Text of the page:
Kosso

    Gorgeous colors and grain patterns have resulted in the exploitation of this beautiful species for use in production of “Hongmu” furniture.  It looks similar in appearance to Kiaat/Muninga, another member of the Pterocarpus genus.  We only have a few hundred BF of this endangered species left and don’t expect to get any more when it runs out.

    Common Uses:
    boxmaking, cabinetry, inlay, knife handles, specialty items
    Detail
    Common Uses
    kosso
    Osage Orange - Argentine

    This South American species is closely related to the domestic Osage Orange. 

    The lumber it yields is typically a bit cleaner with less defects. 

    It is pretty hard and dense making it tough on tools, but it turns and finishes well.

    Common Uses:
    boxmaking, cabinetry, carving, crafting, inlay, specialty items
    Detail
    Common Uses
    osage-orange-argentine
    Tamarind - Spalted

    Spalted Tamarind comes from South East Asia.   The decay/spalting gives the wood awesome spiderweb type patterns that add character and excitement to its appearance.  The spalting is most prevalent in the sapwood which is prone to attack from bugs and fungus which cause it.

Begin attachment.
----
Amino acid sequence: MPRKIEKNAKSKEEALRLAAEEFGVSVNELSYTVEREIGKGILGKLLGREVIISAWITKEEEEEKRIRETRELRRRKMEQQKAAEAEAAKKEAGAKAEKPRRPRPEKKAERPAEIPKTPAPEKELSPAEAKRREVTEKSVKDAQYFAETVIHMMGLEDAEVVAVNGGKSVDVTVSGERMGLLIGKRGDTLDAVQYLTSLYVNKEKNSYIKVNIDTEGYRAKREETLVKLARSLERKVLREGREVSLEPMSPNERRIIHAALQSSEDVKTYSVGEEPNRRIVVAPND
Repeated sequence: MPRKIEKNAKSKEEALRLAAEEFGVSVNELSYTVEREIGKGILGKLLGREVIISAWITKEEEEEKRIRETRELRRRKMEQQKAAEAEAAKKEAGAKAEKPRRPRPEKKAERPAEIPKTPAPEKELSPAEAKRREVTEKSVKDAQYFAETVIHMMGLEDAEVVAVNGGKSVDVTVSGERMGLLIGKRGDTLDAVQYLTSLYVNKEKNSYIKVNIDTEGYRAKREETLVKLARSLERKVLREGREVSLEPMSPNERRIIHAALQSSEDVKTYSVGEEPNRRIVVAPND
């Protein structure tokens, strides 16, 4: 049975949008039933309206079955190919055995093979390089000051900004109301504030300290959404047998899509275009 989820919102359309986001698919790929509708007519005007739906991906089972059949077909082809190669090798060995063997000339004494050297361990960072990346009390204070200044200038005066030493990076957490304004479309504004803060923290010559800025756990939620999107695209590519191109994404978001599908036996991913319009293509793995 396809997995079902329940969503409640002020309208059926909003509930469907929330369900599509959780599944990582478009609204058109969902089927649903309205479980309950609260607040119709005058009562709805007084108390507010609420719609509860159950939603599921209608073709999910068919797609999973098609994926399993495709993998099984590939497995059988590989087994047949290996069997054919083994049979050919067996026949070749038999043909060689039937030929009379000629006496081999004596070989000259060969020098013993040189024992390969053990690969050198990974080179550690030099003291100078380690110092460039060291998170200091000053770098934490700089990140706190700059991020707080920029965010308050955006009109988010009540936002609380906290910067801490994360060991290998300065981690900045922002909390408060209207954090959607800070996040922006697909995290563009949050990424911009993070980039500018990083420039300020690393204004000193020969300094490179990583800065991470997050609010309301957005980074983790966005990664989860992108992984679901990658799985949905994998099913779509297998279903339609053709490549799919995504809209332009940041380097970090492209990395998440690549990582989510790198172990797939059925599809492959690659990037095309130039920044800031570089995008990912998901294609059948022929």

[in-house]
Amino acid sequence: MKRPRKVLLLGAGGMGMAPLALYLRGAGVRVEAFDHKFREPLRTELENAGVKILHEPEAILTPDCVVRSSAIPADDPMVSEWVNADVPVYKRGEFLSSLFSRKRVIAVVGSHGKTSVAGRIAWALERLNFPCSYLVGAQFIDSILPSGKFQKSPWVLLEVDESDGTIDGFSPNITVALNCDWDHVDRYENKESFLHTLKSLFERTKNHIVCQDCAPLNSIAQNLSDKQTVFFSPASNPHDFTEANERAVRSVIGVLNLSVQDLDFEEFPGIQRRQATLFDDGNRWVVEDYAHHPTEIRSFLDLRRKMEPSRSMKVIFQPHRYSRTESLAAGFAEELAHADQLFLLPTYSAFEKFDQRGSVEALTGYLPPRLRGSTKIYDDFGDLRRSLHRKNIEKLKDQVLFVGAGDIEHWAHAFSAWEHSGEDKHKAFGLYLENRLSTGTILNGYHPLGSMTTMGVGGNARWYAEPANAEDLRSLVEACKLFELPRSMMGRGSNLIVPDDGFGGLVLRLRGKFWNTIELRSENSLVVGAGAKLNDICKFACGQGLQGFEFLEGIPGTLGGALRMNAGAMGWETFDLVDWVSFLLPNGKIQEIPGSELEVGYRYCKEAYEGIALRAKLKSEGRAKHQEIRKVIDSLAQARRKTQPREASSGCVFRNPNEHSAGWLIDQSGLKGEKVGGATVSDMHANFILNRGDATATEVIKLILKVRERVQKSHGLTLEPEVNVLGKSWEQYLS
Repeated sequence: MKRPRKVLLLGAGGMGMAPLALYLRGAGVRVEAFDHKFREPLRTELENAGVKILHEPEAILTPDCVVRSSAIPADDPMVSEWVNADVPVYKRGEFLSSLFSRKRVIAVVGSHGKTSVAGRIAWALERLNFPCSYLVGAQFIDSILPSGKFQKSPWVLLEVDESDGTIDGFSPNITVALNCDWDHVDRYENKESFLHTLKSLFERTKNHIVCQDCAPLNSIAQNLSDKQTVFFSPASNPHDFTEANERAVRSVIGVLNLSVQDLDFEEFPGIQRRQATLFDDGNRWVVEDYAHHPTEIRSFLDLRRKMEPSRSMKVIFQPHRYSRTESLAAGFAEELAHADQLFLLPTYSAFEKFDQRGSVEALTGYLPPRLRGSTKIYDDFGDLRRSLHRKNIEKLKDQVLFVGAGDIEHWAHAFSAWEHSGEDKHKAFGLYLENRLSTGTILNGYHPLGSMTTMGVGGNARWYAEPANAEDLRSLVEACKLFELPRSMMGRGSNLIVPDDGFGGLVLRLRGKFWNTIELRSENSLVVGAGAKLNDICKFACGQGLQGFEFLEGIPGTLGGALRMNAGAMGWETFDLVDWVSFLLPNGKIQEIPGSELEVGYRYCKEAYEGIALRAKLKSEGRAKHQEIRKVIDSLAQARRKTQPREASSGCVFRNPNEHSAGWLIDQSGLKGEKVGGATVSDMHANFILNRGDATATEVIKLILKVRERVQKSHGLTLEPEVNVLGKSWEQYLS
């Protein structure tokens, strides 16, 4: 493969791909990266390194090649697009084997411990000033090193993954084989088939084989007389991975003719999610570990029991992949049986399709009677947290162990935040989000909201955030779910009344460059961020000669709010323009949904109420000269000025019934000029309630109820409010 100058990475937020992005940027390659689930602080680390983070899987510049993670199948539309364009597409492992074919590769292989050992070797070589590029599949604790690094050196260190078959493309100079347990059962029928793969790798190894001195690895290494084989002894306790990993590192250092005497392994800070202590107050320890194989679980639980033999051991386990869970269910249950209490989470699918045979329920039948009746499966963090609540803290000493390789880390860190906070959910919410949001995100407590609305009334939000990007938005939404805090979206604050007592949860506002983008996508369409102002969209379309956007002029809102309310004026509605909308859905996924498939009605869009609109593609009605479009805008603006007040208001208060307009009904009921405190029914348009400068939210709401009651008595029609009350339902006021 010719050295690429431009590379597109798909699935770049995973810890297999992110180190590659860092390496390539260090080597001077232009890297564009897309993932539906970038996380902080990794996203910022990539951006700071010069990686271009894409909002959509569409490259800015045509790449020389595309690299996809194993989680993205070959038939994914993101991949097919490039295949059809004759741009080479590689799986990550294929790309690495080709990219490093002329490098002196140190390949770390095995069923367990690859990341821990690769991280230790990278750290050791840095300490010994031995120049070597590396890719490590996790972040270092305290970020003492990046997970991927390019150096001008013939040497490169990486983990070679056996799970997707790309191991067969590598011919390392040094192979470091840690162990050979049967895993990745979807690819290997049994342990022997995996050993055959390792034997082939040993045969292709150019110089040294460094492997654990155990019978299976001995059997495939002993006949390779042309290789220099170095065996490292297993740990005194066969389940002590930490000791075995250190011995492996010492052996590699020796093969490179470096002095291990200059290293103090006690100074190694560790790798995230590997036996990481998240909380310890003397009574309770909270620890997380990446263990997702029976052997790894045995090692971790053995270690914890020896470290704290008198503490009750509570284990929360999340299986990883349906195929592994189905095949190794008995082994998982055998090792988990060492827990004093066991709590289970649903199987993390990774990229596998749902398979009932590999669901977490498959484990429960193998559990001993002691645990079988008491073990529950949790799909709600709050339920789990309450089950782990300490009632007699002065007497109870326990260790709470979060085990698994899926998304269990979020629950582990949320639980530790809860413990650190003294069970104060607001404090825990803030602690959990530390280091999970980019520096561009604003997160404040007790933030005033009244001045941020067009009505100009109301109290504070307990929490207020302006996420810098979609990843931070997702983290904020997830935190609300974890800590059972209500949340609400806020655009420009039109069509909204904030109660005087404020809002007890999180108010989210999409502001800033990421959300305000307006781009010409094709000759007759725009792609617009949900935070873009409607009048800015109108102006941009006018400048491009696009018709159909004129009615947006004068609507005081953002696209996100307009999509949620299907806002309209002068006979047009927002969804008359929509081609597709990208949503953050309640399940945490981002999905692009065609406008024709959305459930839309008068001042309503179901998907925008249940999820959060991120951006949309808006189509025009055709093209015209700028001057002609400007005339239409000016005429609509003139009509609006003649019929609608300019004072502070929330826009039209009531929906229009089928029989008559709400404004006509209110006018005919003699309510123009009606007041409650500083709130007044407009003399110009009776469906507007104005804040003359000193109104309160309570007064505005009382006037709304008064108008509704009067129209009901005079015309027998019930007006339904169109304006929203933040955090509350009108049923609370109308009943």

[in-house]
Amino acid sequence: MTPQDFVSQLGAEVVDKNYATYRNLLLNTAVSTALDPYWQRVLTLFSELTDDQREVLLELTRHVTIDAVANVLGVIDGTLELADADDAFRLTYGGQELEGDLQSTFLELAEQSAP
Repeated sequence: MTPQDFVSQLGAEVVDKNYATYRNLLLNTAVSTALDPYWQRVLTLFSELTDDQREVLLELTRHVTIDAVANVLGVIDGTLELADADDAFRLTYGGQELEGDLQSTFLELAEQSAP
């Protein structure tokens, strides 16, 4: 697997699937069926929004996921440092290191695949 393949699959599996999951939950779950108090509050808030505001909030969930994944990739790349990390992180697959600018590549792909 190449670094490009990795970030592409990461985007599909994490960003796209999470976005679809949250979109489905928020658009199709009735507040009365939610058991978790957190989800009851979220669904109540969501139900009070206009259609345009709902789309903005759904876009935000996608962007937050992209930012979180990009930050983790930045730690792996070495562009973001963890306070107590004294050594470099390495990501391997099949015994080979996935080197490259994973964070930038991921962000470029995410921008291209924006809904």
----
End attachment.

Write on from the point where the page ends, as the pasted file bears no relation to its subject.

It is moderately difficult to work, but turns and finishes well.  Sometimes the rot is more endemic than is obvious from looking at the surface of the lumber result in some wastage (lost pieces).

    Take care to use good dust collection and a dust mask, as the fungal spores add more to the air than dust alone.

    Common Uses:
    boxmaking, inlay, specialty items, turnings
    Detail
    Common Uses
    tamarind-spalted
    Chakte Viga

    This vibrant Central American wood can features primary colors ranging from orange to golden brown (with gold, red and sometimes even green accent coloration). It is thought to be the closest relative to Brazilwood (famous for its use in stringed-instrument bows), and Chakte Viga shares many of the same acoustic properties. Grains are straight, but sometimes interlocked — otherwise, this wood works easily, and finishes well. It has a fine texture and excellent natural luster. Sap is a pale off-white to pale yellow.